Women's organizations focused extensively on increasing women's representation in appointed office. The National Association of Women Lawyers devoted considerable attention to getting women into judgeships13 (Smith 1999). The General Federation of Women's Clubs (GFWC) pushed for women's inclusion in the diplomatic service and the U.S. delegation to the United Nations (Wells 1953, 221). From the 1920s to the 1960s, the American Association of University Women (AAUW) nominated qualified women to public service commissions and boards (Talbot and Rosenberry 1931; Levine 1995); its D.C. branch, dominated by a large number of government employees, focused extensively on the situation of female federal employees (Talbot and Rosenberry 1931, 207–10).
In addition to focusing on women's representation, women's organizations turned their attention to discrimination within the federal bureaucracy between 1920 and the 1960s. Because the federal government was a major employer of women, especially in the capital, civil service reform was important to the women's organizations that represented professional women like the AAUW and BPW. Even at its first convention in 1919, the (p.239) BPW passed a resolution demanding that all civil service examinations be open to women and calling for the collection of statistics on women in government service (Bowman and White 1944, 21). Advocacy of civil service reform by the League of Women Voters, the Women's Trade Union League, the Women's Christian Temperance Union and the GFWC (among others) in the early 1900s contributed to the adoption of the Classification Act of 1923 (Claussen 1996, 241).
The adoption of Section 213 of the Economy Act of 1932 stimulated substantial activism among women's organizations. Beyond its direct impact, Section 213 also inspired the passage of similar laws in the states where schoolteachers were then forced to resign (Claussen 1996: 245; Rung 2002, 64–6). Women's organizations, including the LWV, NWP, WTUL, the Women's Joint Congressional Committee, and NAWL, fought hard to have Section 213 removed from the Economy Act. In 1935, Geline Bowman, the president of BPW, met with President Roosevelt to argue the injustice of Section 213; “she had also asked frankly for Presidential support to bring about the amendment of the Civil Service Act so as to render discriminations against women impossible” (Bowman and White 1944, 68). Although it took until 1937, Section 213 was eventually repealed.
The BPW took a particularly tough stand on the treatment of women within the civil service. In addition to supporting changes in merit reform that would make the civil service less biased against women, the BPW opposed the “attempt to drive women out of the upper bracket jobs in government” after World War II (Independent Women cited in Rawalt 1969, 23). For example, Margaret Hickey, president of the BPW in 1946, argued that “there are grade cuts, demotions, firings, all to reduce women from the technical, professional and administrative classifications in Civil Service. In the matter of new appointments, most jobs paying more than $2400 are tagged ‘Men Only’ although Civil Service policy claims to be nondiscriminatory.” (Rawalt 1969, 23).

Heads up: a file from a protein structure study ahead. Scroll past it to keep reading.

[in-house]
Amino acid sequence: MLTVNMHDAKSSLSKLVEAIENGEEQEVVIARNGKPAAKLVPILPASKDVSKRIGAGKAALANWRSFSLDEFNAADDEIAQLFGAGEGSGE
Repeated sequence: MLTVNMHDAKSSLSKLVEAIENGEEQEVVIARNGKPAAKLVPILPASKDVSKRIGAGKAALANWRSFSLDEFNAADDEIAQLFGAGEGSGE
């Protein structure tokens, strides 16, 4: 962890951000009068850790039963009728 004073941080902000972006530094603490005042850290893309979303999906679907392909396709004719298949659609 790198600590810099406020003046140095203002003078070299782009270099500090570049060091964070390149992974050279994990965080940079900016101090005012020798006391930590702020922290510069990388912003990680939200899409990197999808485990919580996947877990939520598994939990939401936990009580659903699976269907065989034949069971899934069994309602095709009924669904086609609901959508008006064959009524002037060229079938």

Thus, the activism of women's groups facilitated the entrée of feminist activists into the bureaucracy during the 1930s, 1940s, and 1950s, well before the rise of the second wave, and especially in the nation's capital. Many of the women in the federal bureaucracy were members of one or more of these organizations, and they would come to play an important role in creating the network of professional women who were interested in pursuing feminist policies in the early 1960s.
Race and Feminist Networks in the “Doldrums”
However, the network created by these women's organizations in the 1930s through the 1950s was one that excluded almost all African American (p.240) women. Thus the racialized structure of the American state's employment patterns were unwittingly reproduced and maintained in feminist women's organizations.
Most women's groups were slow to integrate black women into their networks, and many explicitly excluded black women, particularly in the DC area where segregated race relations were entrenched. Rupp (1985, 719) notes that Mary Church Terrell was the only black member of the National Woman's Party that she could identify. Although it allowed national membership for black women, the AAUW permitted local branches to choose whether to accept black women into their ranks. This policy remained until the end of World War II14 when Mary Church Terrell's application for branch membership moved the organization to a national policy of non-discrimination.15 While the YWCA also integrated black women into its ranks in the post–World War II years, the National Federation of Business and Professional Women, the League of Women Voters, and the General Federation of Women's Clubs were slower to do so (Levine 1995, 107; Wells 1953, 362–8). The few networks that existed between white and black women were tenuous at best, and even when African American women were included in white women's organizations, racial discrimination limited the strength of the ties between individuals (White 1999).